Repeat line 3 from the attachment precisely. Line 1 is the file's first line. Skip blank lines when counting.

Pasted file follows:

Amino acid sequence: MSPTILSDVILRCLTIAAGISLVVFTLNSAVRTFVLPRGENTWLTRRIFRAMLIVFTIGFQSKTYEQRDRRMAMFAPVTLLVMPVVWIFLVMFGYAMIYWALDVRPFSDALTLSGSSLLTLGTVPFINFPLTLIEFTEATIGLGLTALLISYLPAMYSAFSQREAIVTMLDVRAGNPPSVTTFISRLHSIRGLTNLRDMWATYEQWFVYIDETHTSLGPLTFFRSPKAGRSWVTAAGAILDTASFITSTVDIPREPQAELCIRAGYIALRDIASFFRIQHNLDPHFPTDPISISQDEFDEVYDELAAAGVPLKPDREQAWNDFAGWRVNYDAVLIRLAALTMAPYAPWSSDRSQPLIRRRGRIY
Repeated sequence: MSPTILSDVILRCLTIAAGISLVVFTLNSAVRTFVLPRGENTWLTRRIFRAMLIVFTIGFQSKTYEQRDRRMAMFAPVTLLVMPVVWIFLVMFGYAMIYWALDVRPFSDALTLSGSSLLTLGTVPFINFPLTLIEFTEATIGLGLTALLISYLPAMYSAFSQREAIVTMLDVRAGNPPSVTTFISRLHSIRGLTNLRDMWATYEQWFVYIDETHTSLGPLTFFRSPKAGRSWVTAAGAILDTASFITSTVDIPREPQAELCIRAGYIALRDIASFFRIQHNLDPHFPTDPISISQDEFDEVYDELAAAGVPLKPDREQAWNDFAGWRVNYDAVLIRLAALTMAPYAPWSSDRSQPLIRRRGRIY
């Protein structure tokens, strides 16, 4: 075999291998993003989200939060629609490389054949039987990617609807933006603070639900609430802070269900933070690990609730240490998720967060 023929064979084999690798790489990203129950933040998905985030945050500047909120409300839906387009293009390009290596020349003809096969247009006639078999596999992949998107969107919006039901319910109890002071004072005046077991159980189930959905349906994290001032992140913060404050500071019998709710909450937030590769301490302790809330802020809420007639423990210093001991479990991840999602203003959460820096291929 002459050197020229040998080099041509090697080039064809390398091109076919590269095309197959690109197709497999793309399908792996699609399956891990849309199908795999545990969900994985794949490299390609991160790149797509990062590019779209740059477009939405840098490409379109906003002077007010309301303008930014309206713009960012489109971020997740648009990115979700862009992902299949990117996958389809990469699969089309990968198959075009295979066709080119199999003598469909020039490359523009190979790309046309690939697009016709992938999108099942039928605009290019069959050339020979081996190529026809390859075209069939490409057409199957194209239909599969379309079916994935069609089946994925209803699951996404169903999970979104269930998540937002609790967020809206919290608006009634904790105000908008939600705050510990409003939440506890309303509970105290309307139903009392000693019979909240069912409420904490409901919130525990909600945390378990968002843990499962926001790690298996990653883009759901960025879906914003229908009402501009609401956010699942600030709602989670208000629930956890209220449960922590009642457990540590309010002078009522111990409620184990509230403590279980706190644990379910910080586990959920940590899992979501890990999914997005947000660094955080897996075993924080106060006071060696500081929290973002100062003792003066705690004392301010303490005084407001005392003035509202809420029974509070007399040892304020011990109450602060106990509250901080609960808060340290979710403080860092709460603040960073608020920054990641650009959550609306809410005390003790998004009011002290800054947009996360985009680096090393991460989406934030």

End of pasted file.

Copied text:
């Protein structure tokens, strides 16, 4: 075999291998993003989200939060629609490389054949039987990617609807933006603070639900609430802070269900933070690990609730240490998720967060 023929064979084999690798790489990203129950933040998905985030945050500047909120409300839906387009293009390009290596020349003809096969247009006639078999596999992949998107969107919006039901319910109890002071004072005046077991159980189930959905349906994290001032992140913060404050500071019998709710909450937030590769301490302790809330802020809420007639423990210093001991479990991840999602203003959460820096291929 002459050197020229040998080099041509090697080039064809390398091109076919590269095309197959690109197709497999793309399908792996699609399956891990849309199908795999545990969900994985794949490299390609991160790149797509990062590019779209740059477009939405840098490409379109906003002077007010309301303008930014309206713009960012489109971020997740648009990115979700862009992902299949990117996958389809990469699969089309990968198959075009295979066709080119199999003598469909020039490359523009190979790309046309690939697009016709992938999108099942039928605009290019069959050339020979081996190529026809390859075209069939490409057409199957194209239909599969379309079916994935069609089946994925209803699951996404169903999970979104269930998540937002609790967020809206919290608006009634904790105000908008939600705050510990409003939440506890309303509970105290309307139903009392000693019979909240069912409420904490409901919130525990909600945390378990968002843990499962926001790690298996990653883009759901960025879906914003229908009402501009609401956010699942600030709602989670208000629930956890209220449960922590009642457990540590309010002078009522111990409620184990509230403590279980706190644990379910910080586990959920940590899992979501890990999914997005947000660094955080897996075993924080106060006071060696500081929290973002100062003792003066705690004392301010303490005084407001005392003035509202809420029974509070007399040892304020011990109450602060106990509250901080609960808060340290979710403080860092709460603040960073608020920054990641650009959550609306809410005390003790998004009011002290800054947009996360985009680096090393991460989406934030």